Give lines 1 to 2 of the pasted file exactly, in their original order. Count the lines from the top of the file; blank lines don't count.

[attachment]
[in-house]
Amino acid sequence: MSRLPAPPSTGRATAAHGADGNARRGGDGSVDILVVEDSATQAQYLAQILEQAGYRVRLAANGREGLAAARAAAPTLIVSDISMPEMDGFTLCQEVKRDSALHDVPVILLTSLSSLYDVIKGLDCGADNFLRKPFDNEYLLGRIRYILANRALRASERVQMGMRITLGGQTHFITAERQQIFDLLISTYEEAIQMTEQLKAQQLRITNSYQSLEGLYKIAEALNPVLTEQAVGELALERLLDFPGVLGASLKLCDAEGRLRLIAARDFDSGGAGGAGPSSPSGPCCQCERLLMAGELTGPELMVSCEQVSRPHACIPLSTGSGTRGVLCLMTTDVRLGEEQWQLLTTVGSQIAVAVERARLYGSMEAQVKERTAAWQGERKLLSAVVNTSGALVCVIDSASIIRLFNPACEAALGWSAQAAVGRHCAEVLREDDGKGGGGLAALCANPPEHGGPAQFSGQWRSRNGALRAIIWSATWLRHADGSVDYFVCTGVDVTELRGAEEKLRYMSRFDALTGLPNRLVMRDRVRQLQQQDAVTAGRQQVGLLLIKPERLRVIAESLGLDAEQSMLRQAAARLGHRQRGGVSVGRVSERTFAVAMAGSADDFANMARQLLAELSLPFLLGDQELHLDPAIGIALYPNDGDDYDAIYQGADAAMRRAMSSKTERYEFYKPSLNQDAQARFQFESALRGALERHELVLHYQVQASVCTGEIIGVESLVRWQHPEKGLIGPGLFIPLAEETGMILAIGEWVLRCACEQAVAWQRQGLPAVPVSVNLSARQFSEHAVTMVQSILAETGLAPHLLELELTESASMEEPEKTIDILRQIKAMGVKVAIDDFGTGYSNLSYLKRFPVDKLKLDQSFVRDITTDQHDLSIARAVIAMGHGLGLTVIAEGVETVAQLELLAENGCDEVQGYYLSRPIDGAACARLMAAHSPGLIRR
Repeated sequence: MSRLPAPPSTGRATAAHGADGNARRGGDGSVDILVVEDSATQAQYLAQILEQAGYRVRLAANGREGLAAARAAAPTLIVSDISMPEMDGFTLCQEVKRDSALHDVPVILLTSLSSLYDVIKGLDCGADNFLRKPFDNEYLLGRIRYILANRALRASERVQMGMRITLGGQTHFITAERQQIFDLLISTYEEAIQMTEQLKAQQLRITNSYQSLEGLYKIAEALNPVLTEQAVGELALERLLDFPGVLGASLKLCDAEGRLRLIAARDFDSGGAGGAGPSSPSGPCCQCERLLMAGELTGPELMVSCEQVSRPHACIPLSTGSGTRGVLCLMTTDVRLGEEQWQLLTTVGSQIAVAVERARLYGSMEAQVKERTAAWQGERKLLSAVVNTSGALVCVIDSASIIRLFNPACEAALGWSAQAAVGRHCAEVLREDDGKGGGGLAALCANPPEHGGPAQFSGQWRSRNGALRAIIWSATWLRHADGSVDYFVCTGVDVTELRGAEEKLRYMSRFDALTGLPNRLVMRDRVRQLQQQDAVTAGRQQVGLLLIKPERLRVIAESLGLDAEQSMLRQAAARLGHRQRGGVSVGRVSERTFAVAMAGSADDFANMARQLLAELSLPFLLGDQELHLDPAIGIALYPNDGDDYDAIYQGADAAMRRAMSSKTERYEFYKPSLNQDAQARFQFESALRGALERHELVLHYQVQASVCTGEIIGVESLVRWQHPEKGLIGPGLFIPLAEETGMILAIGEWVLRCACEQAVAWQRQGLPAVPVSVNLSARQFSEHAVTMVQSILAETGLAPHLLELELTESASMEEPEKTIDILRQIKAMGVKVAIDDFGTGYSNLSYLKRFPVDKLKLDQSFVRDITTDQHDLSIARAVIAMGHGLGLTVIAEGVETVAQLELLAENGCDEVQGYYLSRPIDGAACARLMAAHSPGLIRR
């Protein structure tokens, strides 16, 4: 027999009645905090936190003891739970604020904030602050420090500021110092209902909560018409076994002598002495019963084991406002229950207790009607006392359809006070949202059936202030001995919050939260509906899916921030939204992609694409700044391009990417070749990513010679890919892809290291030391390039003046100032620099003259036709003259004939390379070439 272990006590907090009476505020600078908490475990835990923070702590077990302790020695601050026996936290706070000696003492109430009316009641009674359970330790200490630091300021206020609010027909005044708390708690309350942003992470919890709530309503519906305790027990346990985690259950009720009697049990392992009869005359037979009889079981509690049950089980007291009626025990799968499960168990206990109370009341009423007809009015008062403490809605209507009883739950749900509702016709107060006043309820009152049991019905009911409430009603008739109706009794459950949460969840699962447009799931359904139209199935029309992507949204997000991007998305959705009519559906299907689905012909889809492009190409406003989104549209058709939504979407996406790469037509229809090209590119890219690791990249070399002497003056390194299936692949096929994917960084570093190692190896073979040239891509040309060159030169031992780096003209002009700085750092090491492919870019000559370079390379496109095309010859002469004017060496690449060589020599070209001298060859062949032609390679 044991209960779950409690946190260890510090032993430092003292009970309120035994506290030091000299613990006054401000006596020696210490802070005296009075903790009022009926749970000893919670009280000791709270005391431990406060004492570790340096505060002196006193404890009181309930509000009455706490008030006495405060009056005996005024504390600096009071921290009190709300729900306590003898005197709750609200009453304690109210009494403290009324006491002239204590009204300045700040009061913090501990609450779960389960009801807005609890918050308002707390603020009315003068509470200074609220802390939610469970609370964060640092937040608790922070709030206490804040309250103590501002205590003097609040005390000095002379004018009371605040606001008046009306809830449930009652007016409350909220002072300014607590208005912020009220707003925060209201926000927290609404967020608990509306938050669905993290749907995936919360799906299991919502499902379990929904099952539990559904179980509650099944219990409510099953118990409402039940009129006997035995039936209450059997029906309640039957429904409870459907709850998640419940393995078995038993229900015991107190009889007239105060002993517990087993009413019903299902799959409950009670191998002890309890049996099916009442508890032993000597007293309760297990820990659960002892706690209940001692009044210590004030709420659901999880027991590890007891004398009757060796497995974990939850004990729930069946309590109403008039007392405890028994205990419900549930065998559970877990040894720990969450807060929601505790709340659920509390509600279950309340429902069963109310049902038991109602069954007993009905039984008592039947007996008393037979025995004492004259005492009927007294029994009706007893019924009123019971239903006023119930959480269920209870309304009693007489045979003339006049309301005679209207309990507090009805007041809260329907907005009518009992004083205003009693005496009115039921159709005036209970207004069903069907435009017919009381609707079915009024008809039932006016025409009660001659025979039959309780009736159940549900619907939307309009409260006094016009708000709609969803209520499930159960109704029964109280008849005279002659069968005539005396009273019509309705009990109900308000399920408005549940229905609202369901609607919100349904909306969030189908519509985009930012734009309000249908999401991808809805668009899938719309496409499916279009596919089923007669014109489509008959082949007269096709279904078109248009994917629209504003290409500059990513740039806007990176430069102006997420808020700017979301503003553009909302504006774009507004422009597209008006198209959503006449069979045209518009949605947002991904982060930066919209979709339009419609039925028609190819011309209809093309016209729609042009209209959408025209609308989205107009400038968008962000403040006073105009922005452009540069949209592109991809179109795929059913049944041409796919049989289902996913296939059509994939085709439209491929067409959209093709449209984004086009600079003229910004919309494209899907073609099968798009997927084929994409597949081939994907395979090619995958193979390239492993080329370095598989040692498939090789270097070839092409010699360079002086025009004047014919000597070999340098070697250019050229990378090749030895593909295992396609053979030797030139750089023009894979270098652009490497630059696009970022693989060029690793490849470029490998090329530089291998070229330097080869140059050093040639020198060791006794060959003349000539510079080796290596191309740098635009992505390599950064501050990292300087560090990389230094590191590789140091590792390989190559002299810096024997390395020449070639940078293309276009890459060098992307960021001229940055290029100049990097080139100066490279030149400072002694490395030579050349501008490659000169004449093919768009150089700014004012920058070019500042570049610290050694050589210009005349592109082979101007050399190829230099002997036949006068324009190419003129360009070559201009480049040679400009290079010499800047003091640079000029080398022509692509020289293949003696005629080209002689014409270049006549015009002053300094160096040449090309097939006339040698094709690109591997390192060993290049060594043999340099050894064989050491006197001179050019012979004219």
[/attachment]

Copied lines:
[in-house]
Amino acid sequence: MSRLPAPPSTGRATAAHGADGNARRGGDGSVDILVVEDSATQAQYLAQILEQAGYRVRLAANGREGLAAARAAAPTLIVSDISMPEMDGFTLCQEVKRDSALHDVPVILLTSLSSLYDVIKGLDCGADNFLRKPFDNEYLLGRIRYILANRALRASERVQMGMRITLGGQTHFITAERQQIFDLLISTYEEAIQMTEQLKAQQLRITNSYQSLEGLYKIAEALNPVLTEQAVGELALERLLDFPGVLGASLKLCDAEGRLRLIAARDFDSGGAGGAGPSSPSGPCCQCERLLMAGELTGPELMVSCEQVSRPHACIPLSTGSGTRGVLCLMTTDVRLGEEQWQLLTTVGSQIAVAVERARLYGSMEAQVKERTAAWQGERKLLSAVVNTSGALVCVIDSASIIRLFNPACEAALGWSAQAAVGRHCAEVLREDDGKGGGGLAALCANPPEHGGPAQFSGQWRSRNGALRAIIWSATWLRHADGSVDYFVCTGVDVTELRGAEEKLRYMSRFDALTGLPNRLVMRDRVRQLQQQDAVTAGRQQVGLLLIKPERLRVIAESLGLDAEQSMLRQAAARLGHRQRGGVSVGRVSERTFAVAMAGSADDFANMARQLLAELSLPFLLGDQELHLDPAIGIALYPNDGDDYDAIYQGADAAMRRAMSSKTERYEFYKPSLNQDAQARFQFESALRGALERHELVLHYQVQASVCTGEIIGVESLVRWQHPEKGLIGPGLFIPLAEETGMILAIGEWVLRCACEQAVAWQRQGLPAVPVSVNLSARQFSEHAVTMVQSILAETGLAPHLLELELTESASMEEPEKTIDILRQIKAMGVKVAIDDFGTGYSNLSYLKRFPVDKLKLDQSFVRDITTDQHDLSIARAVIAMGHGLGLTVIAEGVETVAQLELLAENGCDEVQGYYLSRPIDGAACARLMAAHSPGLIRR